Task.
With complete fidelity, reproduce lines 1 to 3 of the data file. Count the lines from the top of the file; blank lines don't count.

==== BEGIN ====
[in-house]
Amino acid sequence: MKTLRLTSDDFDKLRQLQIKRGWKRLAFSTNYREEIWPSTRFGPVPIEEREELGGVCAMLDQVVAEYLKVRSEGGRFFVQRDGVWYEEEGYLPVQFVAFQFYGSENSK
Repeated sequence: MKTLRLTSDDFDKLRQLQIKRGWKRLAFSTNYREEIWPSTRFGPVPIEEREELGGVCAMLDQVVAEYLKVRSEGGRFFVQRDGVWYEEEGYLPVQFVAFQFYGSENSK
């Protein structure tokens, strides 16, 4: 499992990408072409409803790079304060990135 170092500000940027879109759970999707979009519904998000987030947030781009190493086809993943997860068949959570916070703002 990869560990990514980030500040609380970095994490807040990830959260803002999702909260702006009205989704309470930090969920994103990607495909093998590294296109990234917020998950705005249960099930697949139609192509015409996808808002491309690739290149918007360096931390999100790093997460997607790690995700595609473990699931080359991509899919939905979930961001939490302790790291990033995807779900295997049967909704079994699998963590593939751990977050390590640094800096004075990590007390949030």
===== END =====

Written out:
[in-house]
Amino acid sequence: MKTLRLTSDDFDKLRQLQIKRGWKRLAFSTNYREEIWPSTRFGPVPIEEREELGGVCAMLDQVVAEYLKVRSEGGRFFVQRDGVWYEEEGYLPVQFVAFQFYGSENSK
Repeated sequence: MKTLRLTSDDFDKLRQLQIKRGWKRLAFSTNYREEIWPSTRFGPVPIEEREELGGVCAMLDQVVAEYLKVRSEGGRFFVQRDGVWYEEEGYLPVQFVAFQFYGSENSK